Internet dating scams us military
Earlier this month, the FBI’s online crime division – the Internet Crime Complaint Center (IC3) – issued a warning about the rising number of faux lover-boys and -girls who are turning to online dating sites to run romance or confidence frauds.
Besides talking marks into sending money, a rising trend for these con artists is to try to talk them into becoming money mules or drug runners, the FBI said.
Besides cooking up accounts with fake business names that mirrored the names of legitimate companies, members of the conspiracy would also routinely file fictitious business name statements with the Los Angeles County Registrar/Recorder’s Office.
Those statements would then be presented to banks when the fake accounts were opened.
Iro also is charged with lying to the FBI in an interview conducted during the search.
The suspects also allegedly tried to get at another million.
According to the criminal complaint, which was also unsealed on Thursday, the two heads of the conspiracy were Valentine Iro, 31, of Carson, California, and Chukwudi Christogunus Igbokwe, 38, of Gardena, California, both Nigerian citizens.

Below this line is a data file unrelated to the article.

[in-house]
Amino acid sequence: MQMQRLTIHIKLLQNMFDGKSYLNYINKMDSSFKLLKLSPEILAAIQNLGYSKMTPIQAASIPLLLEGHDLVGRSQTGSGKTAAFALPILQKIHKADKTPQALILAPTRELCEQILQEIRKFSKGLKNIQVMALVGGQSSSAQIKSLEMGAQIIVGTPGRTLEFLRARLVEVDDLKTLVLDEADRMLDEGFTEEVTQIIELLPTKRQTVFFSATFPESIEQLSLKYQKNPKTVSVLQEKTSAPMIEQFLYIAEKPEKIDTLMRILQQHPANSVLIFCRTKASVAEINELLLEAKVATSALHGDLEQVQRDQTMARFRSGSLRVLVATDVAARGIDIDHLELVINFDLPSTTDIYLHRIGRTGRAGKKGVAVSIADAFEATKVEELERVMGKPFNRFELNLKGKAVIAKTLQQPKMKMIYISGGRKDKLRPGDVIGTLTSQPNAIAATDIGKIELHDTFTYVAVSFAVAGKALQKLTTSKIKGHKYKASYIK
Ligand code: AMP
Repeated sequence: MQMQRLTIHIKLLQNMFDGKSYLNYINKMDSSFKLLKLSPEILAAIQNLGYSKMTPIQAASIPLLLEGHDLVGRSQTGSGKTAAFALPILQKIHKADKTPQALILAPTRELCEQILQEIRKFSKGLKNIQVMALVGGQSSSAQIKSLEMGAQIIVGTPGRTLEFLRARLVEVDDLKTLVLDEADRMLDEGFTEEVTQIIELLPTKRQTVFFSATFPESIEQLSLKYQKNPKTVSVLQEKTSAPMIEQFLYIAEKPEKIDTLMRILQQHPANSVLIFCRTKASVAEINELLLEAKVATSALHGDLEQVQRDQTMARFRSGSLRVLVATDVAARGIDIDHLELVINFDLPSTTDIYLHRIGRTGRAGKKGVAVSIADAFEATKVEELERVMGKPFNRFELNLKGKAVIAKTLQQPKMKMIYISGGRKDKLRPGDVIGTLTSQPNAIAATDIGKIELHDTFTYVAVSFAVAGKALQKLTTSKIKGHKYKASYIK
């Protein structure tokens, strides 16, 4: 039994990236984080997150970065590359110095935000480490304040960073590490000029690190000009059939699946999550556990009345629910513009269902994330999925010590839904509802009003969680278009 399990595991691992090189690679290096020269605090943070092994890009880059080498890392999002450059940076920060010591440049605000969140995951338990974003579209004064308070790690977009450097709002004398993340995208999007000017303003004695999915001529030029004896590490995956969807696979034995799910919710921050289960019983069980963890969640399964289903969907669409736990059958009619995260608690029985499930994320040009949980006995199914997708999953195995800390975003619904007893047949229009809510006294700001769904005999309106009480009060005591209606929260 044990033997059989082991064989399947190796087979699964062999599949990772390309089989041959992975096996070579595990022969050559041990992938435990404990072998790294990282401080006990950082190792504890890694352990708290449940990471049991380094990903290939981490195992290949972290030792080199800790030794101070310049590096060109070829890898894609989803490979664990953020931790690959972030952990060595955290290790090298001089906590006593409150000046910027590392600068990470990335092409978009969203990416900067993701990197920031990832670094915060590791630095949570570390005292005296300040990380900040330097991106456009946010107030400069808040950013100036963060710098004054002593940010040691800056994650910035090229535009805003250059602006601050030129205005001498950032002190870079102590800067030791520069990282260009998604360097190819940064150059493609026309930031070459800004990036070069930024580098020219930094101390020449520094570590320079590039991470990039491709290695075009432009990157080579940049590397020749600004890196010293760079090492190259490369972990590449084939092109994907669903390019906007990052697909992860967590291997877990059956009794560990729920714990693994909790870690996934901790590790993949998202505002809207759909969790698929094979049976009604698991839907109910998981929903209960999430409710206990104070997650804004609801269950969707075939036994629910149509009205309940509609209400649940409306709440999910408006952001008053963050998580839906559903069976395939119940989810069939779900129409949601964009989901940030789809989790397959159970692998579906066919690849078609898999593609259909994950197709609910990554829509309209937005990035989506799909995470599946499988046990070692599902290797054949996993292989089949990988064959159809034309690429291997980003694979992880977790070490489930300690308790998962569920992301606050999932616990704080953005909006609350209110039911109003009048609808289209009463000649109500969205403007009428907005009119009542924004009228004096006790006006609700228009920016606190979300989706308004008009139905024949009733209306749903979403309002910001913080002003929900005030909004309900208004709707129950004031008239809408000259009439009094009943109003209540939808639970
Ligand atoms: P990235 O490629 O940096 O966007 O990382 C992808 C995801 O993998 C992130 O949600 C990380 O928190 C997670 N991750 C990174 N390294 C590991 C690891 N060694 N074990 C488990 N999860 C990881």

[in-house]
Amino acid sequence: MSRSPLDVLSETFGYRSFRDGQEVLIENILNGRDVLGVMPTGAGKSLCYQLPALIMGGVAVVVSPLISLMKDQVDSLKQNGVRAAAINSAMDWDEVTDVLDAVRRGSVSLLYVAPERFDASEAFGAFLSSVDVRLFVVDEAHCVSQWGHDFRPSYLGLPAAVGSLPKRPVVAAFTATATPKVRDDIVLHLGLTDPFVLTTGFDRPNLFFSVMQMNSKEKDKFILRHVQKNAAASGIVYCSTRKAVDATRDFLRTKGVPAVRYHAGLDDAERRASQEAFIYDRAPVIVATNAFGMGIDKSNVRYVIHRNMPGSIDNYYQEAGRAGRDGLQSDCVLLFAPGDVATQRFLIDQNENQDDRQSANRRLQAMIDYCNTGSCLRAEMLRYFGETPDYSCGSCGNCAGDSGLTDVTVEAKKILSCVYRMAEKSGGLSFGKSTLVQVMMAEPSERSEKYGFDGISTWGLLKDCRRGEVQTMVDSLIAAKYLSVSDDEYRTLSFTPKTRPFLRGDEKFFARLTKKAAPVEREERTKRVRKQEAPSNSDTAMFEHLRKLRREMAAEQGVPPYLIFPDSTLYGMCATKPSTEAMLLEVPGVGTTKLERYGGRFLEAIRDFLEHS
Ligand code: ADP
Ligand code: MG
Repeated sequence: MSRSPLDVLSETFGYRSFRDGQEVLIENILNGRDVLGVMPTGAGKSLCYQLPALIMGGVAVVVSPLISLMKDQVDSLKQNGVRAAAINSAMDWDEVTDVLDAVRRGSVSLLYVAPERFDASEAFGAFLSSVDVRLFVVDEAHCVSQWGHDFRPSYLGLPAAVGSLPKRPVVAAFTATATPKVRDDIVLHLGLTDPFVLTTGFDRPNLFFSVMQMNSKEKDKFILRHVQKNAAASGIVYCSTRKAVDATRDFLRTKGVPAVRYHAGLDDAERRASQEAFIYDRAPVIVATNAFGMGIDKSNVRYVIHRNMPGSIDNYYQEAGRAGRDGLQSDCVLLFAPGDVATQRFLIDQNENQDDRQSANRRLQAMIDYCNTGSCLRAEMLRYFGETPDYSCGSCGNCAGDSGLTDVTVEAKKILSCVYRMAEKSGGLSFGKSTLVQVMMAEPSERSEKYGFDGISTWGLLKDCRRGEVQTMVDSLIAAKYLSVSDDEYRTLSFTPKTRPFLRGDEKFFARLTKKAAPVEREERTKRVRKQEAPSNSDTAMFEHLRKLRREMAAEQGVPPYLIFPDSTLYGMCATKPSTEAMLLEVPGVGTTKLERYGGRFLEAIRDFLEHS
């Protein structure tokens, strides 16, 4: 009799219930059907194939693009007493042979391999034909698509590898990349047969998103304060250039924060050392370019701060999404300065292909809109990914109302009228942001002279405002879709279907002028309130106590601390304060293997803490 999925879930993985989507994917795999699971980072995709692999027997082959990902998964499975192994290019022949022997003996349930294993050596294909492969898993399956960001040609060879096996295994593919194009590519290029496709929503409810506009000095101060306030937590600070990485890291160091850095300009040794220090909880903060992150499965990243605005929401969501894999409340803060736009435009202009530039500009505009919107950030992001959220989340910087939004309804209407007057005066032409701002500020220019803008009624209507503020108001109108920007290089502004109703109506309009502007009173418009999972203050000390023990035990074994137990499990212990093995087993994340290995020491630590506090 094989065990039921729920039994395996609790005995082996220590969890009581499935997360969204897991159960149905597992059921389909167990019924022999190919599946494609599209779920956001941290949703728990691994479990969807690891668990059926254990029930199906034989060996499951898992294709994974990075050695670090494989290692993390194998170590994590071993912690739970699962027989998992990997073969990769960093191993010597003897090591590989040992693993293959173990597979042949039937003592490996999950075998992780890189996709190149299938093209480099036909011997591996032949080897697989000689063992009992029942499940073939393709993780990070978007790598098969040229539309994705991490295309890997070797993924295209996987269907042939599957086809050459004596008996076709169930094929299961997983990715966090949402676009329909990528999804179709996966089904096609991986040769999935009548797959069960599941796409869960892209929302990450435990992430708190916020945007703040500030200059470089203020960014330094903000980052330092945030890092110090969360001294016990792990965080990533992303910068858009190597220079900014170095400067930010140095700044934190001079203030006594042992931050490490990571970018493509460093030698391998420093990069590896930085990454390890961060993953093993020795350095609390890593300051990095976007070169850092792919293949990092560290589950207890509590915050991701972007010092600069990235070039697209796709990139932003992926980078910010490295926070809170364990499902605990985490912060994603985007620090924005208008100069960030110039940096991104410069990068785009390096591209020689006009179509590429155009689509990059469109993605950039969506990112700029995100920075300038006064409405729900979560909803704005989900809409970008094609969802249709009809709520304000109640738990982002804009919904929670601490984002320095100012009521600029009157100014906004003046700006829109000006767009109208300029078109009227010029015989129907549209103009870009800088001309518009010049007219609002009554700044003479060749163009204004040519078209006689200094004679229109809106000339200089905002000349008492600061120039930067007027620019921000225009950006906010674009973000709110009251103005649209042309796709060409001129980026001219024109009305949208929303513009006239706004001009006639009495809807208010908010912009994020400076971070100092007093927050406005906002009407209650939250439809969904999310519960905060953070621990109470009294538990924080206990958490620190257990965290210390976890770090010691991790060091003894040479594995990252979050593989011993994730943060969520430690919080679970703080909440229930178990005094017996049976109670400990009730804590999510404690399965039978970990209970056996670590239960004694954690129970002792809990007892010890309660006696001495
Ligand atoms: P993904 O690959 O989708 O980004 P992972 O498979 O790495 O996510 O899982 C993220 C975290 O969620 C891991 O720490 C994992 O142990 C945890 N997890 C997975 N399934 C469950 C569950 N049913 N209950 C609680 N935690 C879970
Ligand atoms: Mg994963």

They moved money from Nigerian bank accounts they controlled to the Nigerian bank accounts specified by Iro and Igbokwe.
The two alleged ringleaders would set up bank accounts with a specific business name, if necessary, to trick companies into making payments.
We’ve seen plenty of these scams in past years: FBI numbers show that in 2017, more than 15,000 people filed complaints with the IC3, alleging that they were victims of romance/confidence frauds and reporting losses of more than $211 million.